How to ship a 6-inch neodymium magnet

Neodymium

Neodymium magnets can be so powerful as to be dangerous: you don't want two of them "spotting" one another when a fleshy fingertip is in the way of true love. So how do you ship a 6" one safely?

"So, is it really shielded?" asks YouTube's Braniac, chuckling to himself. "No."

The magnets featured in the video appear to be from magnetportal.de—what's a good place to buy irresponsible magnets in the U.S.? Read the rest

Hourglass full of magnetized "sand"

This $14, 100-second hourglass is filled with magnetized iron filings that form beautiful fans and other shapes as the sand drains into the bottom bulb. (via Canopy) Read the rest

Dogs poop in line with Earth's magnetic field

A paper in Frontiers in Zoology claims that dogs can sense the Earth's magnetic field, and preferentially align to it when pooping. (via Sean Bonner) Read the rest

Table made of a floating matrix of wooden blocks with embedded magnets

The Float Table uses a 3D matrix of wooden blocks with embedded strong magnets, tethered to one another, to made a piece of furniture that's awesomely wobbly, in an impractical, drinks-all-over-the-carpet way. Read the rest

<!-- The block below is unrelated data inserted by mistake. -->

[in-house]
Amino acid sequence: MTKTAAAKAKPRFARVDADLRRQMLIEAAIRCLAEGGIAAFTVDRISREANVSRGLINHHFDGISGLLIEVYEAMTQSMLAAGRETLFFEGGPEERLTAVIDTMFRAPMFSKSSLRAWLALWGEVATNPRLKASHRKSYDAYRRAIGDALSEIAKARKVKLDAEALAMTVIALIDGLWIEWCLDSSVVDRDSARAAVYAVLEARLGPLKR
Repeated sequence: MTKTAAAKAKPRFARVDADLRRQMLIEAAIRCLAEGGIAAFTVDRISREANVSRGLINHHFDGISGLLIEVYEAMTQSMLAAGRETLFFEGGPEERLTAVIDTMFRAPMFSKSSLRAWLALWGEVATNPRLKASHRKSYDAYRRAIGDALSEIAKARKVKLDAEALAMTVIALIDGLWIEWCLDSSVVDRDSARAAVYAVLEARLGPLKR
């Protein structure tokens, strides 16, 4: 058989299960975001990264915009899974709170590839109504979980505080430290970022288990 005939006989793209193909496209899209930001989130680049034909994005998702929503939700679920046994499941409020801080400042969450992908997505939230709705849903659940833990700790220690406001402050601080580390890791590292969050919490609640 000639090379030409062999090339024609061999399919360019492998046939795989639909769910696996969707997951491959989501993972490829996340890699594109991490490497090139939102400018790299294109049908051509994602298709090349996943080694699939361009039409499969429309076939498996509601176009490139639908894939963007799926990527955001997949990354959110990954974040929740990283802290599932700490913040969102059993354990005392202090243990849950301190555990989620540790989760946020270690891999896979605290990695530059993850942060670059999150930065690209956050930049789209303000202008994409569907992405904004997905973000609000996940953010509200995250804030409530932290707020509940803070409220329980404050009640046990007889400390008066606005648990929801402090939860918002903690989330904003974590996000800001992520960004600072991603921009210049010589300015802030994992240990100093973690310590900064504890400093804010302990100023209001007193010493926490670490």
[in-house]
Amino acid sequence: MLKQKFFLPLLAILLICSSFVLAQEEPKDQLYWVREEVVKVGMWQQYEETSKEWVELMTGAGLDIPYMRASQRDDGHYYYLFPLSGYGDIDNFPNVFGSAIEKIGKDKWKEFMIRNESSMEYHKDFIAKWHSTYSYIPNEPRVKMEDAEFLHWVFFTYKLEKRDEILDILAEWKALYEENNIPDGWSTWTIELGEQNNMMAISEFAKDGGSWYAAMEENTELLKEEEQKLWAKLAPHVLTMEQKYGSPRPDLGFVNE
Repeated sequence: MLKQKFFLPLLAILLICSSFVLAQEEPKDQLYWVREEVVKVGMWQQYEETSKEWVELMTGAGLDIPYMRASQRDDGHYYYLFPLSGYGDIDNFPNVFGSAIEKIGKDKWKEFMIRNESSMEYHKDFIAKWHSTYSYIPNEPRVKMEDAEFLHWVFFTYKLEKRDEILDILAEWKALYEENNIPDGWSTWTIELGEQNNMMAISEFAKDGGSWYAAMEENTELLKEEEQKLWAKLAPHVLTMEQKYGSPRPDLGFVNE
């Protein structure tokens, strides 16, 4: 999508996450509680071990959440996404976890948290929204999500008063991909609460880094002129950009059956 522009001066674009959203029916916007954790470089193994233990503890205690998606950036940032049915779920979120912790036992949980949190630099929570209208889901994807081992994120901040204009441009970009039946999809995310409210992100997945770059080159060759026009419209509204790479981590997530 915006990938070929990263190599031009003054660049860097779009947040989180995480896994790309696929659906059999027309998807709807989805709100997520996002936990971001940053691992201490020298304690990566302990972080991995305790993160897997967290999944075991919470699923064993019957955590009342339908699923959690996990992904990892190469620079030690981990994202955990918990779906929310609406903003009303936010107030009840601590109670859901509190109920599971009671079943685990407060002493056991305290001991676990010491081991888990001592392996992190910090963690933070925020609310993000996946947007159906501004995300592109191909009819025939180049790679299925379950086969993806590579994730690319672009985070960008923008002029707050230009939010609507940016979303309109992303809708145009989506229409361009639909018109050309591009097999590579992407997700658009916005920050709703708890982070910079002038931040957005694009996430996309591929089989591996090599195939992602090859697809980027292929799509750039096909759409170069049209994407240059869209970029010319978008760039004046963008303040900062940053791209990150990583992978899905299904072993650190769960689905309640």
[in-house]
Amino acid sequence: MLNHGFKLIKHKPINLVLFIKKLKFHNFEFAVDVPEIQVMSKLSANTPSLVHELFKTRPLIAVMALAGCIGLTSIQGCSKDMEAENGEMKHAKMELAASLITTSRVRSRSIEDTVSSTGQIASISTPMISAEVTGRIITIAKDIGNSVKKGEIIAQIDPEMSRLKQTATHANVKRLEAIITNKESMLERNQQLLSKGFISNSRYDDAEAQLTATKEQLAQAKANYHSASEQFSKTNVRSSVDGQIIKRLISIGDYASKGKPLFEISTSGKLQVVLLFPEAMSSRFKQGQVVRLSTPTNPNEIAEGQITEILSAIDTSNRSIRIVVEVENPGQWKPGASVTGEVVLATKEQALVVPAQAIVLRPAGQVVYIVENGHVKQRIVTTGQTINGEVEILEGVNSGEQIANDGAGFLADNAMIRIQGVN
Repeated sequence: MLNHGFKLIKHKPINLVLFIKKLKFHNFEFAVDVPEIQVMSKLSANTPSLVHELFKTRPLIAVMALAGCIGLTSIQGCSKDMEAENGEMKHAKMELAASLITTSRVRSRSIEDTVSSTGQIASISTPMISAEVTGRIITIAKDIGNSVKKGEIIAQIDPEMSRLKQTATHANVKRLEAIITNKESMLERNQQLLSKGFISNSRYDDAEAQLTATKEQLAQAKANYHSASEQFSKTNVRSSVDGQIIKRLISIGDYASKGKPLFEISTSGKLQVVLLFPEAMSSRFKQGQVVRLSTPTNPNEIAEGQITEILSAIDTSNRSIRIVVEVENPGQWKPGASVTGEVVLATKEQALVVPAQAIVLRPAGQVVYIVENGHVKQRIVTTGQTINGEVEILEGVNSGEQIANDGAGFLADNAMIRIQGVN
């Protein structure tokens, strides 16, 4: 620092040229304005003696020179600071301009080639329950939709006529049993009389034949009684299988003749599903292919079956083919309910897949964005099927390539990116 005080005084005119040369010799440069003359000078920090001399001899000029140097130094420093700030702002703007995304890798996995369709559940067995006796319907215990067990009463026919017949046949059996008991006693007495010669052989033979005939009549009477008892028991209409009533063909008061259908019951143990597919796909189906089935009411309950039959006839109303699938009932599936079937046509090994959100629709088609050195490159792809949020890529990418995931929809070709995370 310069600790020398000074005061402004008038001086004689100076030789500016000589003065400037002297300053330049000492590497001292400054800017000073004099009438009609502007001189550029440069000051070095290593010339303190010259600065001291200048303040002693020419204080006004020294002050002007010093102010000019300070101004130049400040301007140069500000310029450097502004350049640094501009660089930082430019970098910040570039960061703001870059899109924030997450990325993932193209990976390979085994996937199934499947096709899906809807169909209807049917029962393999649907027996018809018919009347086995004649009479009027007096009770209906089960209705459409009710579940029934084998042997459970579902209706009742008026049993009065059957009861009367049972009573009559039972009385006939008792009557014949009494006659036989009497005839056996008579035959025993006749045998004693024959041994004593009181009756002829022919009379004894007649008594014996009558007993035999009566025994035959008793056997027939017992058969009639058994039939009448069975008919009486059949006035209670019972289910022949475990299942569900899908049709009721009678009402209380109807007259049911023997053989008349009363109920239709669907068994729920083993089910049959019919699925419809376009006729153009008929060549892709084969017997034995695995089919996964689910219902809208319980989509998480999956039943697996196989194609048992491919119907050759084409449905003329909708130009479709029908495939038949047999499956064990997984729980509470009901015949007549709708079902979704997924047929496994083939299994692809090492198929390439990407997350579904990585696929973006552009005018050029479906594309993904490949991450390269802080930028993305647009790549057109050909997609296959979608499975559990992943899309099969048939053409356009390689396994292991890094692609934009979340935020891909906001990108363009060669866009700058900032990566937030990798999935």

Ultimate fidget-pen, made from rare-earth magnets

Polar is a pen made of 12 rare-earth magnets, which has blown way, way past its modest Kickstarter goal. It's the ultimate in fidget-gadgets, wildly reconfigurable, with the power to levitate magnetized rings along its axis. Wired's Kyle VanHemert calls it the Sistine Chapel of time wasting. Read the rest

Gravity-defying levitating superconductor on a magnetic Möbius strip

Andy from the Royal Institution made a large, suspended Möbius strip out of rare-earth magnets, then cooled down an object until it became a superconductor, and set it levitating and running around the track. The result is amazing, plus Andy's explanation is cogent and fascinating. Plus, gravity-defying levitation!

Levitating Superconductor on a Möbius strip (Thanks, Ed!) Read the rest

50' chain of beads leaps and cavorts its way out of a jar

Steve Mould, Britain's Brightest's "science guy," showed that if you put coil a 50' chain of magnets in a jar and then casually toss out one end, the whole chain goes berzerk leaps and cavorts like an innocent colt on crystal meth, defying gravity and gravitas. In this video, Earth Unplugged gets Steve to explain what's really happening.

Amazing bead chain experiment in slow motion - Slo Mo #19 - Earth Unplugged (via IO9) Read the rest